||The effects of all types of uncertainty should be clearly reported, noting impact on final results. · Uncertainty due to parameter precision should be characterized using sensitivity analyses appropriate to the decision problem. · The likelihood of making the wrong decisions given the existing evidence should be addressed
|10. The impact of implementing the intervention on health budget and on other constraints should be clearly and separately identified.
||· Budget impact analysis should estimate the implications of implementing the intervention on various budgets · Budget impact analysis should reflect the decision problem and the constituency in which the intervention will be used.
||Disaggregated and annualized budget impact analysis should be reported that shows budget implications for:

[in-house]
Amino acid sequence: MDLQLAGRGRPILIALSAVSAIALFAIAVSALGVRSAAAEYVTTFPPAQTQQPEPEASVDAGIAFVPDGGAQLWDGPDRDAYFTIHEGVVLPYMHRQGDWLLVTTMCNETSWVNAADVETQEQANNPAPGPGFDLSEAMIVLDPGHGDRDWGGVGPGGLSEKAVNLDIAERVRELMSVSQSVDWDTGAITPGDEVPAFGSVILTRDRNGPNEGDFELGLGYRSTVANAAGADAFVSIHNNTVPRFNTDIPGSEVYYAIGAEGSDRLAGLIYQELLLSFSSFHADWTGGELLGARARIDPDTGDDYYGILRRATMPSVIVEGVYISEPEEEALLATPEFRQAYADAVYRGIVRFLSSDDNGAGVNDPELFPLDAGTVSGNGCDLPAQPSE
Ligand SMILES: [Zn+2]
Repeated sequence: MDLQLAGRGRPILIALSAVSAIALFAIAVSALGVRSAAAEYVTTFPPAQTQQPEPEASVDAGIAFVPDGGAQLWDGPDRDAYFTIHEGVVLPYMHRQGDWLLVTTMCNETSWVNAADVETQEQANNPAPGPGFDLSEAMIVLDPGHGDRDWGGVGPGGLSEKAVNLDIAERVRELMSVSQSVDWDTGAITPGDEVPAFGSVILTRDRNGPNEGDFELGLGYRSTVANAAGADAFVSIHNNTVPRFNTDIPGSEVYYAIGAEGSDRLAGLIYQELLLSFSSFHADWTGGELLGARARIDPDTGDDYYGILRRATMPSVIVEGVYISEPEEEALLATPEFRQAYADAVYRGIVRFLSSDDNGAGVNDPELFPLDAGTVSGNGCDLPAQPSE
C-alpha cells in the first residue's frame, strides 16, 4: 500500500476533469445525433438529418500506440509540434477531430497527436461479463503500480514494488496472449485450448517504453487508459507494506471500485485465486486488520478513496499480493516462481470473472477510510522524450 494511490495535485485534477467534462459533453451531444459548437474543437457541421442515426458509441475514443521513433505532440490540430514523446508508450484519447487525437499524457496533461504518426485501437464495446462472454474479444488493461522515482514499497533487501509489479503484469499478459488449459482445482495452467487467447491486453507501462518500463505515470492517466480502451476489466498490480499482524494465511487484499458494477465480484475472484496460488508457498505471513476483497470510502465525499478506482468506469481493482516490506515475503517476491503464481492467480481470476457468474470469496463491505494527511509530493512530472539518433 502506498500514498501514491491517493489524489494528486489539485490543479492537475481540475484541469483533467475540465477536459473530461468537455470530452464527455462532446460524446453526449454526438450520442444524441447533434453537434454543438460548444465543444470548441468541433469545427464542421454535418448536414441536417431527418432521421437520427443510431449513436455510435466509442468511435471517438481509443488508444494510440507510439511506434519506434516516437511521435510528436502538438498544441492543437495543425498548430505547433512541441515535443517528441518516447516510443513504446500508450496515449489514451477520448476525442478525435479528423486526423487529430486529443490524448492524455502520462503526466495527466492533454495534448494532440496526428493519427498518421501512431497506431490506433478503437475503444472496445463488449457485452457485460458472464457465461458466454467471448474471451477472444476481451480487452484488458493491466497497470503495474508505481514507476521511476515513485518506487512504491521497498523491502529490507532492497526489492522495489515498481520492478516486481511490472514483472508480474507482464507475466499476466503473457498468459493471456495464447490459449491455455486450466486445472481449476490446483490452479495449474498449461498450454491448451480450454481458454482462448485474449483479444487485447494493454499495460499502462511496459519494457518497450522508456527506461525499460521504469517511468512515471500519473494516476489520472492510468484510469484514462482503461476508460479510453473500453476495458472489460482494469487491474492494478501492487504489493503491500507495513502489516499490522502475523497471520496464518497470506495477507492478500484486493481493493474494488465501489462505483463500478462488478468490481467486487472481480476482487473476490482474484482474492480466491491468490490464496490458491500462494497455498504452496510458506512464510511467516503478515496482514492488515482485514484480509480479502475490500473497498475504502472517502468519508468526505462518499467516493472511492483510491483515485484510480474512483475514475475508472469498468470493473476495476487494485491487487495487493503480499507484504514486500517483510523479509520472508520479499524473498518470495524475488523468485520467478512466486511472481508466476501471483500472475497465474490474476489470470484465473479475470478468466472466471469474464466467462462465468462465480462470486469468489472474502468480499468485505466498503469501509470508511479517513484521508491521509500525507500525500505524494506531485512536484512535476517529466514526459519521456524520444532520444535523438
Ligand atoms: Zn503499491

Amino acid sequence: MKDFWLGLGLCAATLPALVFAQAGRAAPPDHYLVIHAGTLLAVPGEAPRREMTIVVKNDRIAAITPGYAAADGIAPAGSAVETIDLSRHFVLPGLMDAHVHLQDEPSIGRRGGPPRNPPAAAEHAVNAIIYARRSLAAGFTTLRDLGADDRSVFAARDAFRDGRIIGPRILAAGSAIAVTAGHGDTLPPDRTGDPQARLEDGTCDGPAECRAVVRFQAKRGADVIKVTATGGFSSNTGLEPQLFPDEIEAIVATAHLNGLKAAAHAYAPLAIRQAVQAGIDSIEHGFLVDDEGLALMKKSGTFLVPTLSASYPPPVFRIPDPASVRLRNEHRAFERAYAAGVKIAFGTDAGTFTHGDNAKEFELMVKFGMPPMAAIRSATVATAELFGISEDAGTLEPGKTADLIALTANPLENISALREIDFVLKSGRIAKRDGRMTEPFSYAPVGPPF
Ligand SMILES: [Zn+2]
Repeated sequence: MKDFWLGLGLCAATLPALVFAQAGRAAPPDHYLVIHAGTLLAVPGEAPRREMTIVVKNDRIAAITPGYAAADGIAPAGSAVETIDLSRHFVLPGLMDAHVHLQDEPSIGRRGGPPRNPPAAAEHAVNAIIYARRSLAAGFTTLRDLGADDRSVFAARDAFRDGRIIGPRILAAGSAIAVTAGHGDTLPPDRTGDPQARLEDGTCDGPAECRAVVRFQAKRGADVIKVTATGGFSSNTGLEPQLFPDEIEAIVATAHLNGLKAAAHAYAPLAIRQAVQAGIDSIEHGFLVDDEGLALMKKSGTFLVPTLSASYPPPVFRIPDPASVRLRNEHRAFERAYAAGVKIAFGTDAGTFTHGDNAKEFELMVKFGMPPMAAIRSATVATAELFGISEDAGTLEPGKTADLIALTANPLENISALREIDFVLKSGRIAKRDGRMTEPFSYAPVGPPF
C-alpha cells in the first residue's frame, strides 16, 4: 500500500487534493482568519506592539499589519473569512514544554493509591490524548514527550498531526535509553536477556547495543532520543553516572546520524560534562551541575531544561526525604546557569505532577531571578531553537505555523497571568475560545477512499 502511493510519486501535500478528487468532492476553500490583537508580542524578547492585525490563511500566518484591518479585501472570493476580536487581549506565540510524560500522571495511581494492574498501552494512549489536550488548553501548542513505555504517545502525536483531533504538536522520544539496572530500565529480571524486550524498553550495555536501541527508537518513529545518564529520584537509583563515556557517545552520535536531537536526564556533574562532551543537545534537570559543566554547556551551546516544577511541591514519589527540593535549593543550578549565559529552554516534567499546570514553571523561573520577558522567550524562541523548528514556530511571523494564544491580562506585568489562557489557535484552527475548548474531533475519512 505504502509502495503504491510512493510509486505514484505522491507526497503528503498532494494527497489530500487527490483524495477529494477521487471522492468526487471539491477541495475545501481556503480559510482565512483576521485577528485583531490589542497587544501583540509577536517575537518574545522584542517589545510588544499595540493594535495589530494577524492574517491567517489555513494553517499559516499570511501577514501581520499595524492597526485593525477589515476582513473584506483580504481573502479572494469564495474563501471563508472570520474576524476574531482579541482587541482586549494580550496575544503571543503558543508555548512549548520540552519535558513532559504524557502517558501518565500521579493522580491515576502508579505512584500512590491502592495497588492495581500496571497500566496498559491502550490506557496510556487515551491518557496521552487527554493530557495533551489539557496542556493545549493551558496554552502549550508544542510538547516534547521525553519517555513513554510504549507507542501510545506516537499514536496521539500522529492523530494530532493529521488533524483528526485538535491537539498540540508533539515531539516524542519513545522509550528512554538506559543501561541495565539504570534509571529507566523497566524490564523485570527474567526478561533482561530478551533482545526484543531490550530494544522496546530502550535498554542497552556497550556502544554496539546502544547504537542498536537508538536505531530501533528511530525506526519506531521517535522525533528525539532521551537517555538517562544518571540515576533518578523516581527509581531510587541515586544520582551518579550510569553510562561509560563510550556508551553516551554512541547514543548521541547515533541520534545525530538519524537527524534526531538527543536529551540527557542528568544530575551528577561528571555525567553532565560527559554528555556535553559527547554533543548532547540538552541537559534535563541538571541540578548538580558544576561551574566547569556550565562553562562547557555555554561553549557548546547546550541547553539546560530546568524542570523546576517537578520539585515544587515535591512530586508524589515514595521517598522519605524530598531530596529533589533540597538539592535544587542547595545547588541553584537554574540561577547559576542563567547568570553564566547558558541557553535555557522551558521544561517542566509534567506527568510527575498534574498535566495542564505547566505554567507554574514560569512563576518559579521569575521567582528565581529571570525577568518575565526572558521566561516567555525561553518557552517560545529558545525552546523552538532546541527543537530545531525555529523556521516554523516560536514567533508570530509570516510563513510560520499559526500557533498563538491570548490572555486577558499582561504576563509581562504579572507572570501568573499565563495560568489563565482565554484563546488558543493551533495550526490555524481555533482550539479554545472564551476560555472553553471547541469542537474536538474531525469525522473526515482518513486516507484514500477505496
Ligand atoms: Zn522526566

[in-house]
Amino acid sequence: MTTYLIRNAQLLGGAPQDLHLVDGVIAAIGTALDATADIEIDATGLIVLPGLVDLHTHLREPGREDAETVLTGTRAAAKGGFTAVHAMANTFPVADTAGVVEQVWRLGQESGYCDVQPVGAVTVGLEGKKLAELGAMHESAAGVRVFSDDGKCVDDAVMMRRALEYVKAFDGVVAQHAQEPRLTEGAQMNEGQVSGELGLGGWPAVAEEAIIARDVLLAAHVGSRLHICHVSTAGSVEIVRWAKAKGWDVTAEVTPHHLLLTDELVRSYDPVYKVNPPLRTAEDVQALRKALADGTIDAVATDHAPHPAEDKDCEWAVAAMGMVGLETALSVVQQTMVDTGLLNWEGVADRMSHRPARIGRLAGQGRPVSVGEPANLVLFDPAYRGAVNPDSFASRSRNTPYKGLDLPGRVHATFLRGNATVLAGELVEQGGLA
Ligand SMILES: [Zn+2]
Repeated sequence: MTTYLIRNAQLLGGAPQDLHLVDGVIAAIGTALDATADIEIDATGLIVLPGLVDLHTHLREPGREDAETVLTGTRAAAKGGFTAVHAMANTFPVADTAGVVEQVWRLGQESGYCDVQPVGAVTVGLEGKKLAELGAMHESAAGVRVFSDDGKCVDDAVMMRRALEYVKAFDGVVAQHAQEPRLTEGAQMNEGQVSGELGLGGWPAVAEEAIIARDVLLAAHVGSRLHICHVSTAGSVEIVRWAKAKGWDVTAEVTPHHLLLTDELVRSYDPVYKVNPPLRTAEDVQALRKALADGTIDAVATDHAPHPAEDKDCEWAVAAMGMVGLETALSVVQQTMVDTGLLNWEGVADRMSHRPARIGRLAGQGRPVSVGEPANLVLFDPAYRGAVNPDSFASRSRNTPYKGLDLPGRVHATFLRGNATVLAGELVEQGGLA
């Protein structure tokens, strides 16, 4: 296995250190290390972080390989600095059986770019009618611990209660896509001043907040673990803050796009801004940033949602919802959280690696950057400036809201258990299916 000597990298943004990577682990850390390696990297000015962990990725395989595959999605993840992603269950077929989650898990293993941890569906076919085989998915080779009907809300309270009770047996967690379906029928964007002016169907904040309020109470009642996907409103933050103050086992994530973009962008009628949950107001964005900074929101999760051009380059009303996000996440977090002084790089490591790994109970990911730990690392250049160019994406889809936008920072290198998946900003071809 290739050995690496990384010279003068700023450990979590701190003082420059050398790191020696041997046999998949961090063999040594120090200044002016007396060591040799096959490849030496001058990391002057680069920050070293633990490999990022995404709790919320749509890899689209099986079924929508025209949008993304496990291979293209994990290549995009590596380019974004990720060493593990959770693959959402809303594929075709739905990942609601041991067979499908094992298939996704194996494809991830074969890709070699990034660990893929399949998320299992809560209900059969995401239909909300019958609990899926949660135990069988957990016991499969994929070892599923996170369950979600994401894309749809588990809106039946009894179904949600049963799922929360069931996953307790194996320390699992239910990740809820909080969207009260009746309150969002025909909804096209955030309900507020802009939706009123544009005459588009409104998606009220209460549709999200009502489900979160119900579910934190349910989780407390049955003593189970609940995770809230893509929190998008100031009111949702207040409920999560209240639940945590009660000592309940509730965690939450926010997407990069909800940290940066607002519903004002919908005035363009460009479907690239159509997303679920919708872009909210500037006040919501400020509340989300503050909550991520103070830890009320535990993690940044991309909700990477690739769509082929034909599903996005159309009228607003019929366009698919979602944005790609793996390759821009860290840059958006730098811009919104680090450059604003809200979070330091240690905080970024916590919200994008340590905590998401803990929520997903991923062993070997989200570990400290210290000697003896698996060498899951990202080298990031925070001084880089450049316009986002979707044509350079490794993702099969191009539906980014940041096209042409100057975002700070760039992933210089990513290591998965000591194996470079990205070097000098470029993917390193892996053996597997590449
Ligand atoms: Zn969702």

- Government and social insurance budgets
- Third-party payers
- Households and out of pocket expenses
- External donors
|11. An economic evaluation should explore the equity implications of implementing the intervention.
||There are various mechanisms available for assessing equity implications of an intervention. · The method chosen should be appropriate to the decision problem and justifiable to the decision maker · Equity implications should be considered at all stages of the evaluation, including design, analysis and reporting
||The method used to incorporate equity implications should be clearly and transparently explained. · A minimum level of reporting should include a description of particular groups within the constituency that may be disproportionately positively or negatively affected by a decision to implement (or not implement) the intervention.